, wherein upon receiving the bearer signaling message, the interworking gateway sends an establish request message towards the second node, and wherein upon receipt of the establish request message the second node sends an establish confirmation message toward the interworking gateway.
12. The system of
claim 11
, wherein the establish request message and the establish confirmation message are q.aal2 messages.
13. The system of
claim 11
, wherein upon receipt of the establish confirmation message the interworking gateway sends an IP response message to the first node, the IP response message including IP connection information necessary for the first node to establish a unidirectional connection to the interworking gateway.
14. The system of
claim 1
, wherein an interworking function interworks the first technology and the second technology at one of the first node and the second node.
15. The system of
claim 1
, wherein an interworking function interworks the first technology and the second technology at a node distinct from the first node and the second node.
16. The system of
claim 1
, wherein an interworking function interworks the first technology and the second technology using q.aal2 signaling.
17. The system of
claim 16
, wherein one of the transport technologies is an internet protocol (IP), and wherein the interworking function involves using internet protocol (IP) specific signaling over an internet protocol (IP) network.
18. The system of
claim 16
, wherein one of the first and the second node is an internet protocol (IP) node, and wherein the interworking function involves using q.aal2 signaling over an internet protocol (IP) network to/from the internet protocol (IP) node.
19. The system of
claim 1
, wherein the first node is an IP-connected node which attempts to establish the transport bearer using application level signaling, but when unsuccessful invokes an interworking function for establishing the transport bearer.
20. The system of
claim 1
, wherein the first node is an IP-connected node which includes its IP address and IP endpoint identifier for uplink traffic in an IP transport bearer container sent to the second node in an initiating application control message, wherein if an IP transport bearer container is received from the second node in an application control response message, the transport bearer is considered as being established, and otherwise the interworking function is invoked by the first node.
21. The system of
claim 1
, wherein an IP-connected node obtains address parameters of a transport layer interworking gateway from the transport layer interworking gateway for inclusion in application layer signaling to the first node.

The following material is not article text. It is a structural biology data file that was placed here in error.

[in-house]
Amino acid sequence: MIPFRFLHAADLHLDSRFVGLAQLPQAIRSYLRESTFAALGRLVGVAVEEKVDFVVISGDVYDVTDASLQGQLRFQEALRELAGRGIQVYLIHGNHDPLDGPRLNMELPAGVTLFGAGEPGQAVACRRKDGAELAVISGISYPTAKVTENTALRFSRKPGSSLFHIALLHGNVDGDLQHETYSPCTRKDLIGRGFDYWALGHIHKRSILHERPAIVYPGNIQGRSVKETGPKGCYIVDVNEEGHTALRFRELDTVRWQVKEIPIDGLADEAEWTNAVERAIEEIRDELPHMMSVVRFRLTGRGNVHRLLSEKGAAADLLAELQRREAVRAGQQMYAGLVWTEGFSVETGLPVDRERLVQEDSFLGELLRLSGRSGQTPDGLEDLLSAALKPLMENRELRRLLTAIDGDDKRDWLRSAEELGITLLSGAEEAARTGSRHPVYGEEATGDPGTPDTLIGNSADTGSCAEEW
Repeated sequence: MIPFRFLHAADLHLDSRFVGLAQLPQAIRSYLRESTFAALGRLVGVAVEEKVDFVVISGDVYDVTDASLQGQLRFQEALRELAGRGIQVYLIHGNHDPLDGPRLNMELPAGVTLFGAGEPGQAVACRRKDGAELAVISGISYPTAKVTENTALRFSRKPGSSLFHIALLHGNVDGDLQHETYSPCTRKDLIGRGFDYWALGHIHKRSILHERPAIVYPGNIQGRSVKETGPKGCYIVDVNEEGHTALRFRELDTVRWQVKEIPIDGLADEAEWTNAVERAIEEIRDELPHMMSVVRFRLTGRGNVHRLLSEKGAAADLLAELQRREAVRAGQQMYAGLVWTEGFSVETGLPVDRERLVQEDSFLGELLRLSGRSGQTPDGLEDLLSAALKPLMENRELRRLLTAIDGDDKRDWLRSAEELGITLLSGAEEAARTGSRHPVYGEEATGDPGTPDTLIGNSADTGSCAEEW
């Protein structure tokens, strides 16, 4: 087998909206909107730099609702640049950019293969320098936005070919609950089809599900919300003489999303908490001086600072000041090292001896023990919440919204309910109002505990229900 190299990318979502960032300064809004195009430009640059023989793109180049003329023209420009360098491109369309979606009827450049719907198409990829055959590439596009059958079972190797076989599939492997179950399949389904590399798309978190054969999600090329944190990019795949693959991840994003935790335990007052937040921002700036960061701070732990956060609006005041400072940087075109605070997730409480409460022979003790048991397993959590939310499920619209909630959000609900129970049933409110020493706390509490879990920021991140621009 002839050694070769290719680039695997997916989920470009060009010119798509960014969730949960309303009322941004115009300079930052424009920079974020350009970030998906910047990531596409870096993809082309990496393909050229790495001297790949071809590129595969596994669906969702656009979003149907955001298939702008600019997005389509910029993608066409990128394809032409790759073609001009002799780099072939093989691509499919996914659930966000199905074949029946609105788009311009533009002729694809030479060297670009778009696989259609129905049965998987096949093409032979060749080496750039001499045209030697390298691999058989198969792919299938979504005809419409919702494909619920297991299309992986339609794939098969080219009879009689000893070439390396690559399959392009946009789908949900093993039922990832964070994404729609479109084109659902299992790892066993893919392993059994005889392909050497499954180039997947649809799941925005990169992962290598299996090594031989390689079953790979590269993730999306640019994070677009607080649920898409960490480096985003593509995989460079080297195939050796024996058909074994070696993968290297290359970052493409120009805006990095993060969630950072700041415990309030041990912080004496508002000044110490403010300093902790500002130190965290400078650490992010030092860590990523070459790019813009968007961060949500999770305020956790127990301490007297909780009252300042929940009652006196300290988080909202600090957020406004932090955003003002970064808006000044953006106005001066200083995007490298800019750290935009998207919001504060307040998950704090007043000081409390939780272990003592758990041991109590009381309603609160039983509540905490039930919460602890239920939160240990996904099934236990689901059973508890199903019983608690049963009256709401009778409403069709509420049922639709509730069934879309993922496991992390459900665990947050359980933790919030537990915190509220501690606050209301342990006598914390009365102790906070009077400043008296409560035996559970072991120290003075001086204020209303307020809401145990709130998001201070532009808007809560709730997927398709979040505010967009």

22. The system of
claim 21
, wherein the first node is not an IP-connected node but the second node is an IP-connected node, wherein upon receipt of an initiating application message from the first node, the second node obtains from the transport level interworking gateway a network address of the interworking gateway and a binding identifier of the interworking gateway to send back to the first node, wherein the second node establishes a bidirectional IP connection with the interworking gateway; and wherein the first node uses the network address of the interworking gateway and the binding identifier of the interworking gateway to establish a connection with the interworking gateway.
23. The system of
claim 1
, wherein a tunneling mechanism is utilized to interwork the first technology and the second technology.
24. For use in a telecommunications system having an application layer and a transport layer, the system comprising a first node which utilizes a first transport technology and a second node which utilizes a second transport technology, a method comprising interworking the first transport technology and the second transport technology to facilitate establishment of a transport bearer between the first node and the second node without terminating or interworking with application control signaling in the application layer.
25. The method of
claim 24
, further comprising executing at the application layer a radio network layer procedure to establish the transport bearer in a radio access network (RAN) of a wireless telecommunications method.
26. The method of
claim 24
, further comprising a transport layer interworking gateway connected between the first node and the second node.
27. The method of
claim 26
, further comprising:
receiving at the interworking gateway an establish request message carried by the first transport technology;
converting an address of the second node borne by the establish request message to an address usable by the second transport technology;
the interworking gateway employing the address usable by the second transport technology to send a bearer signaling message to the second node.
28. The method of
claim 27
, wherein the first technology is ATM and the second technology is an internet protocol (IP).
29. The method of
claim 28
, wherein the bearer signaling message is in an IP bearer control protocol and includes a binding identifier obtained from the second node.
30. The method of
claim 29
, further comprising, after receipt of the bearer signaling message, the second node sending an IP response message to the interworking gateway, the IP response message including information enabling establishment of a unidirectional connection from the interworking gateway to the second node.